Note From Editor/Admin. The following trip report is a contribution from one of our readers and associated Facebook group membership.
As you may, or may not be aware of, the Havasu Falls/Supai, Arizona area was devastated by a Flash Flood on July 13, 2018. In some estimates there was in excess of $250,000.00 worth of damage to the village, the campgrounds and the trail.
The area was closed off to tourists, campers, and visitors while safety concerns were eliminated, and repairs were made.
The long anticipated reopening of the area was on September 1, 2018. We expected physical alterations to the natural beauty of the area. It has occurred in the past. This is an ever changing environment. We have been hoping someone would let us know what to expect.
This is an official update/media release statement provided to us.
This came out 7/26/2018.
Tribal Council Passes Declaration of Disaster Resolution
The Havasupai Tribal Council passed a Declaration of Disaster (Resolution #39-18) declaring a state of emergency for the Havasupai Indian Reservation trails leading into Supai, Village in Northern Arizona. On July 11, 2018 several waves of flooding hit Supai village and Havasu Campgrounds. The storm caused catastrophic damage in the form of mud and rock slides to the Hualapai Hilltop trail, including the dislocation of large boulders which are blocking the only access for food, medical and mail supplies in and out of Supai Village. The United States Postal Service has temporarily ceased mail delivery by mule train to Supai (this is the last location in the US to be served in this manner). In addition, critical food and supplies are cut off to the Village except through helicopter.
The declaration states, due to flood levels and rock slides the main trail leading into Supai, Village has been declared dangerous and needs major repairs. Currently, Hilltop Trailhead is closed to all hikers and mule trains into the Village out of concern for the life, health, safety and well-being of the residents and animals in Supai.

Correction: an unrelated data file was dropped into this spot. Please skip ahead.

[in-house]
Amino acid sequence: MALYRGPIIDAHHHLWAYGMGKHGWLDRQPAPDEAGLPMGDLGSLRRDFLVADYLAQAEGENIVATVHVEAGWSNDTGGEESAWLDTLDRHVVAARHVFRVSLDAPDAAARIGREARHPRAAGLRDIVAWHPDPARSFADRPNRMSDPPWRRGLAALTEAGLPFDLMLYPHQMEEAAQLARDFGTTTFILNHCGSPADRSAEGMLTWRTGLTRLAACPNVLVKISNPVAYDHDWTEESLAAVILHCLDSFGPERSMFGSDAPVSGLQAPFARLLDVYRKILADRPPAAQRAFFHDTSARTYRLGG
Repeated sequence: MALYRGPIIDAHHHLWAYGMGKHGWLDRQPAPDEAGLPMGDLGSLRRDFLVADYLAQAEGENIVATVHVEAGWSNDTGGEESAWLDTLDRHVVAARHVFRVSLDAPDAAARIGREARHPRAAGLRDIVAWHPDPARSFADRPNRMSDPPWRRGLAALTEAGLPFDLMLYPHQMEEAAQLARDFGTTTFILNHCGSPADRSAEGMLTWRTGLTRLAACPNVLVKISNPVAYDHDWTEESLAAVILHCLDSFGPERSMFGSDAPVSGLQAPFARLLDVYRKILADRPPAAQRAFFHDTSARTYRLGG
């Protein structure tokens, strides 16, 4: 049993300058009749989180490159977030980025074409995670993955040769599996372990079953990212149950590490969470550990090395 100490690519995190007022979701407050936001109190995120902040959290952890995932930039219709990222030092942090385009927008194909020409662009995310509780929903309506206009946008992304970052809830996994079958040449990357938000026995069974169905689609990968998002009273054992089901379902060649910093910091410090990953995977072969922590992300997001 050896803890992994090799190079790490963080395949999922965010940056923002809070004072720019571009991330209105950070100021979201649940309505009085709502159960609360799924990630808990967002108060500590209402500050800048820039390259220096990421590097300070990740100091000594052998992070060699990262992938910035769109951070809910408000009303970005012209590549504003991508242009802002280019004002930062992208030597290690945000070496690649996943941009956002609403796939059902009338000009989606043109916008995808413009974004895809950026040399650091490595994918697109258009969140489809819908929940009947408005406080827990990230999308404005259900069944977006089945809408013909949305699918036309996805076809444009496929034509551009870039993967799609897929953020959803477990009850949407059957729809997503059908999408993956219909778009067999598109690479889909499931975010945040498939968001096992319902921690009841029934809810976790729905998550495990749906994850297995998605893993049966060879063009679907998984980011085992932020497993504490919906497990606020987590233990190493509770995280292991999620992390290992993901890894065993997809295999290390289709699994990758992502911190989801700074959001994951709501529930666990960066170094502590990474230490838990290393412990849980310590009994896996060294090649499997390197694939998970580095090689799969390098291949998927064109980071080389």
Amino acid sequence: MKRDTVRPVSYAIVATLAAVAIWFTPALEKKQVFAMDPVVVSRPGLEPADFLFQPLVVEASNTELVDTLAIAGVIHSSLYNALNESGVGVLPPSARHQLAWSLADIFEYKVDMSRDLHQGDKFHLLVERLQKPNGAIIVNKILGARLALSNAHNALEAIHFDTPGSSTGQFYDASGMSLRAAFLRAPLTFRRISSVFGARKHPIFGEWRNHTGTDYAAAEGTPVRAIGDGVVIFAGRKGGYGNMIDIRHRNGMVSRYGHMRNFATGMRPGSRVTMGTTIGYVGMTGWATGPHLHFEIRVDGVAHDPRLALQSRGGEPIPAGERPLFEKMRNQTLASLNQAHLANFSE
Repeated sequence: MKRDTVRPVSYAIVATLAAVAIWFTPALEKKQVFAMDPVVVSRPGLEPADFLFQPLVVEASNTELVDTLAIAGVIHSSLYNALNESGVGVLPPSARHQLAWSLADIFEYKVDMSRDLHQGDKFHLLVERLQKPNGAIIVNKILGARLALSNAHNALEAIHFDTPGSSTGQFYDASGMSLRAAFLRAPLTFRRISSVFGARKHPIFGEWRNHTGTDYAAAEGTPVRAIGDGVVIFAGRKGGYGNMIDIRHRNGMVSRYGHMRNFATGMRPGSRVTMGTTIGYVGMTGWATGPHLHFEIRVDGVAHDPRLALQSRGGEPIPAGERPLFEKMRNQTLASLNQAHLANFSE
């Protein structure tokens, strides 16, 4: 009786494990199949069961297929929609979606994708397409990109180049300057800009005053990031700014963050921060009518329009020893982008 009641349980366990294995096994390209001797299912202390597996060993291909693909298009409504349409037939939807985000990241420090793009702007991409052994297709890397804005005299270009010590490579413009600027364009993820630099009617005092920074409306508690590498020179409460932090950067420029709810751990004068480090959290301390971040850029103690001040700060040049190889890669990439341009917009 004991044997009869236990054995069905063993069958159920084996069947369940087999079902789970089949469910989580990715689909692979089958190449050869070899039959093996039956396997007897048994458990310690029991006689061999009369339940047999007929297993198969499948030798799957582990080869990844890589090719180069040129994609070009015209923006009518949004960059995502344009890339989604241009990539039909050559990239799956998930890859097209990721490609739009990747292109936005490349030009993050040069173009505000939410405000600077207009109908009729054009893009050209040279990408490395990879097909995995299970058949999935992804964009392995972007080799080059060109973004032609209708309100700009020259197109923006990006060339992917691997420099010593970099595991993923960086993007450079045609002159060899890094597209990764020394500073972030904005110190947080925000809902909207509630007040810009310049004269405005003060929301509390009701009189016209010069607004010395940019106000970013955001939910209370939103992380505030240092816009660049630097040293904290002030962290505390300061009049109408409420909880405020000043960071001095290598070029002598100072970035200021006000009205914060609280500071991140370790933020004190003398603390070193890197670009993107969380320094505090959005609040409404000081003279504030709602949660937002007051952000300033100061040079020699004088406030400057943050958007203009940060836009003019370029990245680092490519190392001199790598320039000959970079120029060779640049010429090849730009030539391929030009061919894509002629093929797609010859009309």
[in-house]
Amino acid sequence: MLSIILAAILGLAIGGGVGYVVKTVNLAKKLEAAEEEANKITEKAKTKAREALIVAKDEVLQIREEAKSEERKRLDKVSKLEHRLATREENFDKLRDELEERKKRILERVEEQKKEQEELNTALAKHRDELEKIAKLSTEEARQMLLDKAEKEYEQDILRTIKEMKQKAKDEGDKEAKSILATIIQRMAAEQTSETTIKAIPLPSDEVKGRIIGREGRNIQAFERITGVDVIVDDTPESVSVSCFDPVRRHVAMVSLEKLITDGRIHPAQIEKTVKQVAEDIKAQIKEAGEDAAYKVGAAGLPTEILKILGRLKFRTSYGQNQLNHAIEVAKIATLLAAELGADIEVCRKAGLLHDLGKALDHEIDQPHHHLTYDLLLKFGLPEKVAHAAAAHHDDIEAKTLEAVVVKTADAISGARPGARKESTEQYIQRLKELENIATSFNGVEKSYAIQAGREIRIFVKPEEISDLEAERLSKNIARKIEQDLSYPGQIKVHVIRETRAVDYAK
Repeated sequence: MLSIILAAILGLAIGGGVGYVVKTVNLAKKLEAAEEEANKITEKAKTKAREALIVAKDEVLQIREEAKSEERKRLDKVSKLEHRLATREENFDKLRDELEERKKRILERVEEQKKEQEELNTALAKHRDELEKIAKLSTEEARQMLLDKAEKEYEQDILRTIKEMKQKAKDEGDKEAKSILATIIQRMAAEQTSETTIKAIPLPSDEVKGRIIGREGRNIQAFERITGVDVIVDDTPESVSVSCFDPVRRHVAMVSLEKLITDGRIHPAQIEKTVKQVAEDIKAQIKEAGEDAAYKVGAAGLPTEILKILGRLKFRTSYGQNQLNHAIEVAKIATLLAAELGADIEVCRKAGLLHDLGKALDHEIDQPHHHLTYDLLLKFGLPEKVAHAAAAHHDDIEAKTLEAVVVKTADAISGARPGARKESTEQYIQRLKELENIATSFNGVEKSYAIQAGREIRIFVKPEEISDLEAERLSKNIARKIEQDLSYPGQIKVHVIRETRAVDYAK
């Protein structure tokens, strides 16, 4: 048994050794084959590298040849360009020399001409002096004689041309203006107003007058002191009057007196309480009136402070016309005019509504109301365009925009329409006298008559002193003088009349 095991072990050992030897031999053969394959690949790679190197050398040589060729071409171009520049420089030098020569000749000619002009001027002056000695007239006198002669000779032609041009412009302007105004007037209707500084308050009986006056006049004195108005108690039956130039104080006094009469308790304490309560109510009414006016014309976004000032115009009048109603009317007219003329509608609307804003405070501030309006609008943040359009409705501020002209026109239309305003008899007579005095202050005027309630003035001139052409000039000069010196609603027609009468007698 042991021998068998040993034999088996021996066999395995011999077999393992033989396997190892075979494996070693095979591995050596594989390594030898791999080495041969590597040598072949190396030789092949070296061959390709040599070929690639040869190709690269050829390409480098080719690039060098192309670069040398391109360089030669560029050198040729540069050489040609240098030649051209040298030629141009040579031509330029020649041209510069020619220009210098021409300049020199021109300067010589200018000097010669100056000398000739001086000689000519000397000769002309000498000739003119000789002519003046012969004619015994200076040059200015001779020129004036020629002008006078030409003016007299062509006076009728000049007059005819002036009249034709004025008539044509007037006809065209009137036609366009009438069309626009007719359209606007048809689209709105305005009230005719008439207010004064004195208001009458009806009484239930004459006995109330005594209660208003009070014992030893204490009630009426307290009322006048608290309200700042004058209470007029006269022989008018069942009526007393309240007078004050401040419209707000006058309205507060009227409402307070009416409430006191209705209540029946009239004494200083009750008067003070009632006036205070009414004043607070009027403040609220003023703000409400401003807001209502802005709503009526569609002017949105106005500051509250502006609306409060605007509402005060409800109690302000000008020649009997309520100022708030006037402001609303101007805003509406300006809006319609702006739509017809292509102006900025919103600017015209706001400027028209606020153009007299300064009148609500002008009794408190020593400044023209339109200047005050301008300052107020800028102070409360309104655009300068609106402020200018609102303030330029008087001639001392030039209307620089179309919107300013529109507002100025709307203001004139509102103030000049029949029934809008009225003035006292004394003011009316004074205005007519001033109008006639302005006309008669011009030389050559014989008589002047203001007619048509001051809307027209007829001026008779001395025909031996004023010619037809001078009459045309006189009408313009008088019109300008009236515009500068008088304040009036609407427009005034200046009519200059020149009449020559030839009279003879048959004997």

“The unstable and dangerous conditions of the affected areas and our Tribe’s limited resources necessitate the need for federal assistance,” said Chairwoman Muriel Coochwytewa. “The Tribal Council, in consultation with The Arizona Department of Public Safety, the Arizona Department of Emergency and Military Affairs (AZ DEMA) and Coconino County Emergency Management, have determined that the cost of emergency repairs is expected to exceed $250,000. With our limited resources, we are unable to undertake this effort without federal assistance.”
An initial assessment by State and County Emergency Officials the disaster requires major remediation and recovery efforts. The Tribe is taking steps to qualify for disaster assistance from the United States.
According to Chairwoman Coochwytewa, the Tribe’s primary source of revenue is the tourists who travel from all over the world to experience the Reservation’s unique blue-green waterfalls. The closure of Tribe’s tourist economy will be devastating to the economic status and directly affect tribal members employed by the Tourism Department as well.
“The immediate and extended closure of Havasu Canyon will cause severe financial harm to the Havasupai Reservation and our Tribal members,” said Chairwoman Coochwytewa. “The trail from Hualapai Hilltop is unsafe and due to these conditions, will remain closed allowing the Tribe to ensure that the area is safe. The campgrounds and the lodge will re-open on September 1, 2018.”
Visitors with confirmed reservations at the campground or the lodge that are impacted by this closure are encouraged to contact the Tourist Office to reschedule, 928-448-2141. Please be patient as the Tourist Office works to accommodate all requests.
The flooding necessitated the activation of the Havasupai Tribal Emergency Response Team who initiated the relocation, housing, clothing, feeding and evacuation of all visitors. This was done at the Tribe’s own expense, totaling an estimated $25,000.
The Havasupai people reside primarily in Supai Village, remotely located in the bottom of a canyon in Northern Arizona adjacent to Grand Canyon National Park. At the time of the flood, it is estimated that 400 tribal members as well an additional 10-15 people who are contracted tribal or federal employees were in the area.
“The Tribe would like to thank all the agencies and individual tribal members that responded during the Emergency including the Havasupai Tourist Office staff, BIA-Law Enforcement, Supai Café/Store/Lodge staff, IHS-Indian Health Service, BIE-Bureau of Education, Papillion Helicopters, Airwest Helicopters, and DPS-Department of Public Safety, and the Hualapai Tribe,” said Chairwoman Coochwytewa.
Wow touring the Cavern [Near Peach Springs, Arizona on Old RT 66] was a great side trip. I am sorry we never did it sooner!
If you are intending to camp, or even considering camping, at the Grand Canyon Caverns Campgrounds, or simply passing by on old RT 66. Be sure to allow time for the Cavern Tour!
Did you know you can have your meal down in the Cavern? The combo meal & tour is very reasonably priced. When we looked at the menu and the tour, as individual prices. Having the experience in the cave, was a no brain’er!
Follow the link over to the full article. In the article there are links to other points of interest. Also our experience camping in the campground. Grand Canyon Caverns Article.
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